Much of that was written tongue-in-cheek; if this scenario happens, it is absolutely imperative to look beyond the bottom line or balance sheet of your employer given the scope of this crisis. This article is about using an obscure insurance product and modifying it to serve the public interest during a difficult period. Finance must serve people – not the other way around.
Thinking outside the Box
In the following article, such a multi-institution attack is discussed at length and proposals by a regulator are laid out. However, there do not appear to have been major regulatory initiatives put in place since this was published in February 2015:
This concern is not solely isolated to the U.S., as the following article shows. Once again, no major initiatives have been enacted since publication:
http://pubdocs.worldbank.org/pubdocs/publicdoc/2015/5/285251432913965615/Cyber-Preparedness-Seminar-Working-Paper-May-2015.pdf (original link no longer works)
CyberPreparednessSeminarWorkingPaperMay2015 (PDF download of above link)
At this point, what is simply discussed is more reliance on ‘self-reporting’ and ‘self-managing’ of IT risks. Nothing truly innovative is considered as an action plan in the event of a full-blown crisis.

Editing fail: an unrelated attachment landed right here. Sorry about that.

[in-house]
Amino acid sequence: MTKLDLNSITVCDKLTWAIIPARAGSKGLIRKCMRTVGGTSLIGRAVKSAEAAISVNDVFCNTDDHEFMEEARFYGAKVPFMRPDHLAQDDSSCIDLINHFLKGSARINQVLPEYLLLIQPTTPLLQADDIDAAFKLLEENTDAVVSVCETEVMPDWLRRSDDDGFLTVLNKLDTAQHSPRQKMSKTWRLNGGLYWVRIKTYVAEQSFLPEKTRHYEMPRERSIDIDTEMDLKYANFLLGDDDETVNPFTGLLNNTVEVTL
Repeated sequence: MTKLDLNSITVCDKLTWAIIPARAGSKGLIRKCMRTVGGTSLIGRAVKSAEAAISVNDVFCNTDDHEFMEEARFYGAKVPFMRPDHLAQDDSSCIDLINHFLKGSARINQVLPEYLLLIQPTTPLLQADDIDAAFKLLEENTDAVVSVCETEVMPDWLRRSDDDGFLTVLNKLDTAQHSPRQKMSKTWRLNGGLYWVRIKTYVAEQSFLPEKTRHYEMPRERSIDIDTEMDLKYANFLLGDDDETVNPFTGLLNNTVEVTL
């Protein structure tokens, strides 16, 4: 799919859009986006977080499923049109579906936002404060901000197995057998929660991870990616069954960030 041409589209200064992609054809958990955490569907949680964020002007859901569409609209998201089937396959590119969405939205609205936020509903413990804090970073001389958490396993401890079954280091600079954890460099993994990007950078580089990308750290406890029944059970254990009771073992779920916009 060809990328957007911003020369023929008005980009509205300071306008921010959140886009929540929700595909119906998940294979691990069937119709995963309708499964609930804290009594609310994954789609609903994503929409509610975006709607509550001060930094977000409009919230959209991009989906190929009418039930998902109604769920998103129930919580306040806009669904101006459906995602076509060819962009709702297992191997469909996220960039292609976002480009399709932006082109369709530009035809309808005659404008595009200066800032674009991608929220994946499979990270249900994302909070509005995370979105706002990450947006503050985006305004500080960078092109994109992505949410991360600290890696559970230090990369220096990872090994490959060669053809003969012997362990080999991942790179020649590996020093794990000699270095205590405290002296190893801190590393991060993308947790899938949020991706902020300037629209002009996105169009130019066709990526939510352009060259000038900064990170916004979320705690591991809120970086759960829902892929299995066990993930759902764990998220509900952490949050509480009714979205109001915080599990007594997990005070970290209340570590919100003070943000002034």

The solution I am proposing is likely easier to implement than martial law, safer for the populace, and may ultimately end up being substantially cheaper if agreement can be achieved from all stakeholders quickly and amicably. It doesn’t rely on guns, curfews, and military rations. Rather, it relies on cooperation at all levels of society, and is modeled upon a type of Property & Casualty (P&C) coverage called “Business Interruption Insurance” (BII). But the scope is much broader than what is typically covered under those policies for reasons which will be obvious as we go along. For a primer on the mechanics of BII, please read the articles at the following links:
Additionally, the following articles regarding insurance pose interesting concepts regarding potential impacts of actions mandated by civil authority, inter-jurisdictional cooperation, and ultimately the role of the insurance industry within society itself:
There is a lot of information to process in the above links. To summarize, they are presented primarily as support of the thesis that “the insurance industry is vital to commerce in our modern economic system, and as an industry it has a responsibility to serve the public interest.”
One obvious implication of this is that insurers are often liable when the ‘unthinkable’ happens – via either direct financial loss or indirect damage to reputation should they successfully avoid substantial losses (“Avoid that insurer because THEY don’t pay claims!”). Moreover, if the electronic financial system goes down globally for even just a few days – what would be the long-term economic impacts? Once all various systems come back online, a global depression could be the ultimate consequence. Moreover, the entire financial sector could become embroiled in bankruptcies, forced mergers/acquisitions (such as Geithner’s March 2008 “shotgun marriage” of Bear Stearns & J.P. Morgan), or litigation – tying up resources which could have been deployed to bring back the real-world economy from a crisis.